Cities crib from each other all the time. New York copied the idea for the High Line from Paris. London is growing upward, like New York. Lately Boston, too, has been absorbing urban innovations from all around the world — food trucks, an idea that gained critical mass in Los Angeles; transportationapps imported from San Francisco; and a bike sharing program modeled after ones in Montreal and Hangzhou, China. What’s next? An informal survey of urban-planning junkies yielded this short list of ideas, both old and new, that are enlivening other cities and could help Boston.
Own your brutal weather. Even Boston’s most ardent boosters find themselves apologizing for a cold January and a gray, endless March. A defiant retort lies an eight-hour drive to the north, at the Winter Carnival in Quebec City. The family-friendly environment features an ice luge and dogsled rides; brightly lit parade floats glide down the street even in the driving snow. Quebec isn’t the only Canadian city that makes a virtue of its bone-chilling weather; Ottawa’s Winterlude does the same.
Use light as art. Public art doesn’t have to be permanent; some of the most innovative can be taken down at the flip of a switch. That’s the lesson of Lux Helsinki, a festival in which prominent buildings in Finland’s capital are reimagined through dramatic exterior lighting. Bonus: The festival is held in January, when the nights are long and Helsinki residents sorely need a mood-enhancer.
Develop real bus rapid transit. The MBTA’s Silver Line was created as cheaper alternative to rail service, but it lacks key benefits of fixed-line bus systems. On Bogota’s Transmilenio, passengers pay in advance at boarding platforms in the middle of major thoroughfares; local and express buses run on the same routes. These systems work most efficiently on wide streets through transit-deprived areas — maybe Blue Hill Avenue in Mattapan? — but can be extended deep into the suburbs.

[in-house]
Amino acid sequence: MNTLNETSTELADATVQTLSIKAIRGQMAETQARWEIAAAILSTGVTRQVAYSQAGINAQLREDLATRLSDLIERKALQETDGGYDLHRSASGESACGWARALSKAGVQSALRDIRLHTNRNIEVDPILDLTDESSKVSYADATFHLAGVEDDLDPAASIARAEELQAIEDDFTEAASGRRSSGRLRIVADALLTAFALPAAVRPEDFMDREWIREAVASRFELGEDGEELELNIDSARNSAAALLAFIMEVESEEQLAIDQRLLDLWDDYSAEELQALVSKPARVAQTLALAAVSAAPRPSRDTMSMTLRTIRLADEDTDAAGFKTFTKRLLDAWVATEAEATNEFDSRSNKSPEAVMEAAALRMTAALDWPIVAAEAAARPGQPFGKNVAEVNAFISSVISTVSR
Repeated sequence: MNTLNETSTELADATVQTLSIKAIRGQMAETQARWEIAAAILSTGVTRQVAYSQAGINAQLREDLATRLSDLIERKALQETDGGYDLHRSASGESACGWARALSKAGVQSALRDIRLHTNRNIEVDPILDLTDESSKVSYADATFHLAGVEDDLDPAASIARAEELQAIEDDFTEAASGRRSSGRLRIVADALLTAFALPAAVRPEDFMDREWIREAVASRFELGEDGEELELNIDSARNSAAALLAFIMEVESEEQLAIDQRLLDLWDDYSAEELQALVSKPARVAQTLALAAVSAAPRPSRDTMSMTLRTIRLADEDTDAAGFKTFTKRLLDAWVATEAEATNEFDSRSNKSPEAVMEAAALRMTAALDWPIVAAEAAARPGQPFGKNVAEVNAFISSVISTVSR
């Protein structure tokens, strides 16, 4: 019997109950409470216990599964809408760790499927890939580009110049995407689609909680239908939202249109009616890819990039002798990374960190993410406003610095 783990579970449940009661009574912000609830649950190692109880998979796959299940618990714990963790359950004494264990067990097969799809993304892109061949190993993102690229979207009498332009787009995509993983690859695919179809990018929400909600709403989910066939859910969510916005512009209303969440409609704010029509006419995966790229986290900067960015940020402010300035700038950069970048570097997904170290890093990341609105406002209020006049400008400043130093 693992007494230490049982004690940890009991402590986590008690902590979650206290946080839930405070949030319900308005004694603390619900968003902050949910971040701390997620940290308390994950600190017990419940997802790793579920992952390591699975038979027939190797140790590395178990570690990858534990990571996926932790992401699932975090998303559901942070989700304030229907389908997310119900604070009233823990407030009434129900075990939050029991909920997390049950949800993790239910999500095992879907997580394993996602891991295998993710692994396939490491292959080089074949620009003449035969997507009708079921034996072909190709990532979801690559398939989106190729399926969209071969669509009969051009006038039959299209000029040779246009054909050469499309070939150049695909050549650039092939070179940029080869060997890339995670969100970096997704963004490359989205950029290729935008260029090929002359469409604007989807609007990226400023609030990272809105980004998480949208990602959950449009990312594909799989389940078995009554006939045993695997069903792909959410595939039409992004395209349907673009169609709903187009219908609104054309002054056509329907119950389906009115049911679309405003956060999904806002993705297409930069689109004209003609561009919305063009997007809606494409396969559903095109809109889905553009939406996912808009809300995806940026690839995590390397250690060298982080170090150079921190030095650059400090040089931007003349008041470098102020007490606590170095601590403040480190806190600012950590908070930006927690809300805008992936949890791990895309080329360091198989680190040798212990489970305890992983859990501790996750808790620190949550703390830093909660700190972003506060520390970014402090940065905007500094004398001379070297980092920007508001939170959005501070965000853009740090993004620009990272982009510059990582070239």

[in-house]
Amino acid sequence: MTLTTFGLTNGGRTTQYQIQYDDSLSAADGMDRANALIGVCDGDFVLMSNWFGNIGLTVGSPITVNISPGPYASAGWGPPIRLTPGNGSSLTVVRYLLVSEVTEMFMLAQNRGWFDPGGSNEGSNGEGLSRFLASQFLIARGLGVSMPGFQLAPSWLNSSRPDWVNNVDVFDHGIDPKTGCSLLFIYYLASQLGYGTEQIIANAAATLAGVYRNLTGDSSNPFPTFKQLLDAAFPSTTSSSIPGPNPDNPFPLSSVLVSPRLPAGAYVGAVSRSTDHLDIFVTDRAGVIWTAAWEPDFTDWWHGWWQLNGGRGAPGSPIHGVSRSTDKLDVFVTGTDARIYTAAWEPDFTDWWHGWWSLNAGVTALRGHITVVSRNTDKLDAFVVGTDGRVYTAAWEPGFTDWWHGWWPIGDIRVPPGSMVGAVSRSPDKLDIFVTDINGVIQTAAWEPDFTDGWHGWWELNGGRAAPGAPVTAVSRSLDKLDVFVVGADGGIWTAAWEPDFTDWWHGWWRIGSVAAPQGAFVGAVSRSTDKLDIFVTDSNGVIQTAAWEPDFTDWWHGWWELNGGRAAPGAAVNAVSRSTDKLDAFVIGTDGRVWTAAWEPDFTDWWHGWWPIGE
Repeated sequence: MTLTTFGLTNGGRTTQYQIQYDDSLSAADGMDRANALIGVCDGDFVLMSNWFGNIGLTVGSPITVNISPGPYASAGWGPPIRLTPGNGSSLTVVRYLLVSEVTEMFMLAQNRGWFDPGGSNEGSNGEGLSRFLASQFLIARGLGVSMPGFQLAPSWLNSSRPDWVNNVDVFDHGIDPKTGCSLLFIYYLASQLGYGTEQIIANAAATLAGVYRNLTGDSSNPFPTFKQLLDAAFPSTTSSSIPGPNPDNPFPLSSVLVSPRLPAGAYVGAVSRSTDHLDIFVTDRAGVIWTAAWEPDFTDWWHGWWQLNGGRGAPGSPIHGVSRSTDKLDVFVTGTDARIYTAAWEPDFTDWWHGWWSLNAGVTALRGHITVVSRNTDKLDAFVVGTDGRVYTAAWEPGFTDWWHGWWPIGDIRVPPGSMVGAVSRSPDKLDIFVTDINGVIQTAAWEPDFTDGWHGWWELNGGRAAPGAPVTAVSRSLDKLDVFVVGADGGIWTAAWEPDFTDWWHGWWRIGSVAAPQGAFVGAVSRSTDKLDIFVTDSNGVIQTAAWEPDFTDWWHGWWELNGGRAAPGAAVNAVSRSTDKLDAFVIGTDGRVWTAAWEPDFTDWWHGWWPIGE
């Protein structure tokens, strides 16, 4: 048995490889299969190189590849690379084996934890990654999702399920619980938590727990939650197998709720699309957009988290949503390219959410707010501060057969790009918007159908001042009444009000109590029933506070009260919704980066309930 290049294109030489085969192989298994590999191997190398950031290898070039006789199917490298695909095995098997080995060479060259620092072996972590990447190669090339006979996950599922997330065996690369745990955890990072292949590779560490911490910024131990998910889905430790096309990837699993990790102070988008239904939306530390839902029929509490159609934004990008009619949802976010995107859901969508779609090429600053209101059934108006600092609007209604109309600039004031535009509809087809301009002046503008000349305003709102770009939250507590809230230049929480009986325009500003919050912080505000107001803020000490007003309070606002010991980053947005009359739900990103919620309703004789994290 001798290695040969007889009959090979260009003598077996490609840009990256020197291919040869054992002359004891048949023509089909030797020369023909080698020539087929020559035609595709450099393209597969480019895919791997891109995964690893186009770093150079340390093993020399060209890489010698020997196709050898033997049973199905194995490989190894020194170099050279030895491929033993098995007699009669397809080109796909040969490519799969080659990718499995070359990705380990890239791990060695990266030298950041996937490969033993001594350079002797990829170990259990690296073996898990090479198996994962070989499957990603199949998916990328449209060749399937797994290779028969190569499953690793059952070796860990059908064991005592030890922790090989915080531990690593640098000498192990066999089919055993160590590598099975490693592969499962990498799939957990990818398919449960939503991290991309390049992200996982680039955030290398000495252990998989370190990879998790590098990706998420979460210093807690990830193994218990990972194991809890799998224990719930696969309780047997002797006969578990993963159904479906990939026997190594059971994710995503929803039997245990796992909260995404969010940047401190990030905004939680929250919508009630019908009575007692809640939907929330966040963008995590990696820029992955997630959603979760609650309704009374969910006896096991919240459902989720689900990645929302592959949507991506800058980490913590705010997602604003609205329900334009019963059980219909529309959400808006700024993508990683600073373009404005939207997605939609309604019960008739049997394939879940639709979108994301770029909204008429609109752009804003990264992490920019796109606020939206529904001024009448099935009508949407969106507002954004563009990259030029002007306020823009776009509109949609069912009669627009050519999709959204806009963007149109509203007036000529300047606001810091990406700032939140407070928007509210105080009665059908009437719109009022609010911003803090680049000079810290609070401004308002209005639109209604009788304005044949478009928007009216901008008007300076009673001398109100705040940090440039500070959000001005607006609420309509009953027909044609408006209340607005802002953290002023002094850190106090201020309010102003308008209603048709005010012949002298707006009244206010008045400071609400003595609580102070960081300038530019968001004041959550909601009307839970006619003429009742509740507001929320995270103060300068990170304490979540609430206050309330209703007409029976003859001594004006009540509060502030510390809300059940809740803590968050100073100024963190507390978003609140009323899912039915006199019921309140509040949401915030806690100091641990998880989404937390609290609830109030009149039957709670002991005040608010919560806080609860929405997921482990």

Build parks over highways. Yes, the Big Dig did this, and not on the cheap. But the Massachusetts Turnpike still cuts a gash through Boston, and developers have struggled to find economically viable ways of building over the highway. When Dallas confronted a similar problem, the solution was Klyde Warren Park, which hid part of an expressway and joined two disconnected parts of downtown. Covering more of the Mass. Pike — for instance, to link the South End with Chinatown and Bay Village — might never be a high priority for public money. But as a legacy project for a public-spirited tycoon, the possibilities are endless.
Create temporary pedestrian malls. Whether closing a street to vehicular traffic enlivens it or cuts it off from commerce is a long-running dispute in urban-planning circles, but the answer may depend on the season. During the summer months, Montreal converts some of its liveliest streets into pedestrian malls but leaves them open to traffic the rest of the year.
Look outside for help on planning. As Marty Walsh ponders an overhaul of the Boston Redevelopment Authority, he might consider how Penn Praxis, an applied-research nonprofit connected to the University of Pennsylvania School of Design, has improved Philadelphia. The group has conducted major planning studies, created a website for development news, and launched an online tool that helps community groups and investors track code violations, demolition, and construction. Amid widespread public suspicion, Philadelphia needed an honest broker on development issues, and Penn Praxis filled that role.